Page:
By Emily M.
- clean white ankle-length socks
- New Testament and/or Biblical tracts
- hair comb
- chap stick
- travel shampoo
- travel conditioner
- hand wipes
- toilet paper
- soft granola bars
- snack pack of peanuts
- notepad and pen
- stir-in water flavor
- beef jerky
- bottled water
The Rennells always carry four or five Blessing Bags in their vehicles. They hand them out with a simple, "Hi, how are you? Would you like a Blessing Bag?" to anyone who looks like they are in need. This week we've seen Ed meet people on the street corner, at a gas station, and in the park in downtown Fort Collins to hand them a Blessing Bag.
The idea for Blessing Bags evolved over the years of ministry the Rennells and Meredith have been doing in Colorado. From many "Donuts with Friends" events in Fort Collins, the need for clean socks and certain daily items became evident. It started as "hygiene bags" given out once or twice a month and various items kept in the car to hand out when they saw a need. Eventually the idea for the Blessing Bag solidified into one item to be kept handy at all times.
Having a Blessing Bag or two in your car is an excellent way to do something for the homeless now. You can give them to anyone you meet who has a need. Including the right items (things that will keep over time and in the hot and cold) allow these bags to be stored long-term in your car, ready for use whenever you see the need.
I picked up a toothbrush to put it in a bag and I thought, “What if I couldn’t brush my teeth anymore?” and “How would my life change if I didn’t have anything? How would I respond?” These questions make me think about how much we all take things for granted."
A Blessing Bag seems like such a small thing to give. Physically it is small. It is filled with “small” things, travel-sized items because homeless people are on the move so frequently. Thankfully this world is more than physical. Spiritually, the Blessing Bag is a big deal.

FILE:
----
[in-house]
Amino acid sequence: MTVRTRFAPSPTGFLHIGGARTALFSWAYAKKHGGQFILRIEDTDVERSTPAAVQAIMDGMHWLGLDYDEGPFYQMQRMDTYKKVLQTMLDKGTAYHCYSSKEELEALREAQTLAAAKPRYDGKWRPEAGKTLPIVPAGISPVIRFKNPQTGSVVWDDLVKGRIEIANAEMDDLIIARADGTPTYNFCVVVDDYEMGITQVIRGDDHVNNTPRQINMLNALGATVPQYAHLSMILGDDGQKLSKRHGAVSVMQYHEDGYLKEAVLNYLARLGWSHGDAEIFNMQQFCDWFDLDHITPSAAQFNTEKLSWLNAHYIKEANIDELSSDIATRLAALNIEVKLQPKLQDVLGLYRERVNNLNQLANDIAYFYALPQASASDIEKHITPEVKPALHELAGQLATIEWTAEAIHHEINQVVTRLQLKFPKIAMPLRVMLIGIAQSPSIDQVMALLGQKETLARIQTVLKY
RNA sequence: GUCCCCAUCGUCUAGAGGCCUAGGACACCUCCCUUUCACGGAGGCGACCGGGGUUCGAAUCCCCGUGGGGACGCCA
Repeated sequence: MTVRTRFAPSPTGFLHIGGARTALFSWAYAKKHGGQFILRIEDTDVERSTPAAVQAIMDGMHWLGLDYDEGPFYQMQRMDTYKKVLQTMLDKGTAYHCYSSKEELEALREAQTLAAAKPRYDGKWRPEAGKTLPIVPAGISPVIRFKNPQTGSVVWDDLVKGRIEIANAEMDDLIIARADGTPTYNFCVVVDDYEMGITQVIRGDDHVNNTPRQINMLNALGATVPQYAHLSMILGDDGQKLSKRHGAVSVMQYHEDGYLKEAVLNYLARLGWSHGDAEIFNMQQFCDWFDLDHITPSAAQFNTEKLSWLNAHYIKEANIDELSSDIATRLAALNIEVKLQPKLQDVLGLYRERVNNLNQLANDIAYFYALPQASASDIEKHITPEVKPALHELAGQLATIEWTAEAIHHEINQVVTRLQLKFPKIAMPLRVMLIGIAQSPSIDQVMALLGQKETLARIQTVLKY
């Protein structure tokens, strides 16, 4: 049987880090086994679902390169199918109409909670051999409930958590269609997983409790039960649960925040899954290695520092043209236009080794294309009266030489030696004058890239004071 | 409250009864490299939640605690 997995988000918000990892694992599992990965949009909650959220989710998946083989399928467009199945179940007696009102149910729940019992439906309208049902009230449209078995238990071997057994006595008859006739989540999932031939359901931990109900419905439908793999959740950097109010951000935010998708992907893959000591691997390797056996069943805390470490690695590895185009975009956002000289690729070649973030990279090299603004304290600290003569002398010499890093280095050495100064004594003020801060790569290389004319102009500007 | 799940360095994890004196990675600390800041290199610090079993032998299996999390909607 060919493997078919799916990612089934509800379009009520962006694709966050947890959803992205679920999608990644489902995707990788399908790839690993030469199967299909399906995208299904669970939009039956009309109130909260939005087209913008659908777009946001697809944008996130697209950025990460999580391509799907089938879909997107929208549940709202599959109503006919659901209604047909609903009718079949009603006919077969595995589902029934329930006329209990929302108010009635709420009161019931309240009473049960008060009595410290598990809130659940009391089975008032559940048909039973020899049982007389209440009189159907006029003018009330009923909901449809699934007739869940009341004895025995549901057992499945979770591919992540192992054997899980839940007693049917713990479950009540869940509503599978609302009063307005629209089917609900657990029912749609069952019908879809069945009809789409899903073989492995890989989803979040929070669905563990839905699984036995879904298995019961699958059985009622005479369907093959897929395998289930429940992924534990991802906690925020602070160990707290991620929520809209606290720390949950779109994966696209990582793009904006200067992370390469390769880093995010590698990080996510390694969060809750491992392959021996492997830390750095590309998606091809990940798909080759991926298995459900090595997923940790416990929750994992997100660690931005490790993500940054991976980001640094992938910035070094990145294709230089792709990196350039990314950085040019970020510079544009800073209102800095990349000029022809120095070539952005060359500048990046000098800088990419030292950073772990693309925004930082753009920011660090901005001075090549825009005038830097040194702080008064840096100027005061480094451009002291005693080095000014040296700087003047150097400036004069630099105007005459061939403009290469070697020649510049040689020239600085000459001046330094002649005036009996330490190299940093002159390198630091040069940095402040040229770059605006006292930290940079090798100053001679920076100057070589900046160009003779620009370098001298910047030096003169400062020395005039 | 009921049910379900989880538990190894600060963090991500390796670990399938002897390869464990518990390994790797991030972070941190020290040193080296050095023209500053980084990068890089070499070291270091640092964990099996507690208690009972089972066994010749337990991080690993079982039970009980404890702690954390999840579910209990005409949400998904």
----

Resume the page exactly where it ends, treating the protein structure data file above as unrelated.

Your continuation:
I always laughed – and not politely – at corporate America’s buzzword lingo of “synergy” – theoretically this is the concept that one product (or team) can add up to more than the sum of it’s parts. I’ve always objected to this from a mathematical perspective. There’s no way 1+1 > 2. I still think that is true in all matters physical, but with the Blessing Bags I can see that synergy applies. Each bag represents so much more than just shampoo + soap + toothbrush + toothpaste + tissues + snacks + a handwritten note.
A Blessing Bag is a hand stretched out to help a person stand up when they’ve just fallen down. It is a life raft thrown into an ocean that seems overwhelming and discouraging. The homeless person might fall again, might be thrown back into the ocean. And that might happen as soon as we leave their presence. But in that instant that they see the care put into each bag, they are loved in a way they can’t ignore.